It Takes Two to Tango | Husband and wife duo headline ASO concert

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Tango.

No longer a mere noun or verb, the sultry tango of Argentina and Uruguay was recently designated as part of the worlds intangible cultural heritage by the United Nations.

Spawned more than a century ago in the barrios of Buenos Aires, the passionate art form is being celebrated this weekend by the Alexandria Symphony Orchestra as the equally passionate musical duo of Olivia Hajioff and Marc Ramirez open the second concert of the ASO season Saturday night at the Rachel M. Schlesinger Concert Hall and Arts Center.

I think this is a particularly good program. There is so much variety, the pieces are really fun, Hajioff said of the concert that will feature Astor Piazzollas Winter from The Four Seasons of Buenos Aires along with Piazzollas inspiration, Winter from Vivaldis The Four Seasons.

Everyone is familiar with the Vivaldi, she said. The Piazzolla is really fun and the [Malcolm] Arnold is short and has a rhythmic quirkiness. When weve played it to audiences before, they really love it and find it interesting the middle movement is very sensual, slinky and special.

The renowned violinist acknowledged that preparing for Saturdays performance has been a challenge at times, but she is excited that the playlist includes one of her favorite pieces to play Arnolds Concerto for Two Violins, which she will perform with her husband, Marc Ramirez. 

Married since 1997, the couple met while studying violin at the University of Maryland and together form the MarcOlivia Duo. 

We met in violin class, said Hajioff, who came to the United States from England on a Fulbright scholarship. He was nice to me after I played.

Both Hajioff and Ramirez grew up with musicians in the family and his parents, Connie and Abad Ramirez, had at one time served as president of the Arlington Symphony. 

Hajioff and her husband are also past winners of the Lasley Scholarship program co-sponsored by the Symphony Orchestra League of Alexandria and the ASO that helps support and teach young musicians.

She credited the competition for helping her develop into a professional musician.

Just having to get ready for something like that — preparing a concerto, a major concert makes you work hard and gives you a goal, she said.

Formerly instructors at Shenandoah University, the couple now teach violin and viola out of their Northern Virginia home and perform more than 40 concerts a year all over the world. They are Touring Artists for the Virginia Commission for the Arts as well as being on the roster of the Millenium Stage at the Kennedy Center.

Still, Hajioff said its not difficult spending so much time both living and working together with Ramirez.

Before we got married, we started doing duos in school, so wed already been working together, she said. I think we agree on quite a lot of things musically. We both try hard not to argue or bring other things into it from our daily life. Theres never been a piece that we disagree on. 

Despite their shared love of music and the violin, there was one problem that came up in preparing for Saturday nights performance deciding who would get to play what.

I think I really wanted to play the Piazzolla and Im the more pushy one, she laughed. This Piazzolla is unlike anything Ive played before. I think the quirkiness really appealed to me. Its something like playing jazz theres that freedom you get that you have on stage, theres a little bit of that.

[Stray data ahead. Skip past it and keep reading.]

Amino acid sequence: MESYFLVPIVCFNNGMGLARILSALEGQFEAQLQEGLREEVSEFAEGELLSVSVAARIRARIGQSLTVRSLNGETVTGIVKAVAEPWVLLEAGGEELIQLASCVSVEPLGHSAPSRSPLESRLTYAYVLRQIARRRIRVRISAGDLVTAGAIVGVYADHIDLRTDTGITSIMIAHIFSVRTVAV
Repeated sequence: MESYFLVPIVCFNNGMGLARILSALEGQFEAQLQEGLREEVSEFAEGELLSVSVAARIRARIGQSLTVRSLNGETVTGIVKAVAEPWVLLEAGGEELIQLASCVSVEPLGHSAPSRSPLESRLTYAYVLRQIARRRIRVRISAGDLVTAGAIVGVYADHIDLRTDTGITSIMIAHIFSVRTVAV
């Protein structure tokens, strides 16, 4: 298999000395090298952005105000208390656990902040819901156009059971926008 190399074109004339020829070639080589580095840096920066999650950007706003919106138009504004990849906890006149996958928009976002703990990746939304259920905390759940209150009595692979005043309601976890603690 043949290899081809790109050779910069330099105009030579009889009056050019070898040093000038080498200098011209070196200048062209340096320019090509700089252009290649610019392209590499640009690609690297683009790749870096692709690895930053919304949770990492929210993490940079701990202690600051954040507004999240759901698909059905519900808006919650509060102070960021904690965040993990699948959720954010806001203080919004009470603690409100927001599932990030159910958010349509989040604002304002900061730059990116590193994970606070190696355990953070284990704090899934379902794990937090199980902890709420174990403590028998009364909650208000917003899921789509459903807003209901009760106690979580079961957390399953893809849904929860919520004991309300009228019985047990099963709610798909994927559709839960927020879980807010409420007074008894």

Following closely on the heels of this concert is a new addition to the ASO season a jazz concert series at the Rosslyn Spectrum Theatre set to begin December 5.

Arlington has a great arts community and supporters, said Adrien Finlay, ASOs executive director. Since the demise of the Arlington Symphony, there is a need not being met that we can fill.
Maestro Kim Allen Kluge has long had his eye on ways to bring the ASO to Arlington, and when Norma Kaplan, the Arlington Cultural Affairs Division Chief, approached him, the two artistic innovators came up with what they hope will be a win-win partnership.

We are so fortunate to host the Alexandria Symphony at the Rosslyn Spectrum, Kaplan said. As we move forward, I hope to find new ways that both communities can work together to meet the cultural programming interests of all our citizens.

While Finlay praised both Kim and Kaplan for the strides they have made in furthering the arts in Northern Virginia, he did not hesitate when it came to applauding the real heroes behind the success of the ASO.

We couldnt do this without our generous supporters, Finlay said. They are the ones that have given us the ability to give the best possible concerts to go beyond the limits of the City of Alexandria and create a different set of patrons in a different demographic even in this difficult economy.

Finlay and the ASO are looking forward to making their December 5 debut at the Spectrum, which will be a presentation for adults of their popular childrens holiday performance of Duke Ellingtons version of The Nutcracker, and he praised Kaplan and her staff for making the ASO concert series in Arlington a reality.

It is so exciting for a group like us to be able to do this, Finlay said. Norma and the Arlington arts community have made a huge effort to welcome us. We couldnt be more grateful.

Maestro Kim Allen Kluge will conduct the second concert of the ASO season November 14 at 8 p.m. at the Rachel M. Schlesinger Concert Hall and Arts Center at NOVA Community College, Alexandria Campus at 3001 N. Beauregard St. Tickets are $40-$70, with additional discounts for students and seniors and $5 youth tickets. For tickets or more information, call 703-548-0885 or visit www.alexsym.org.

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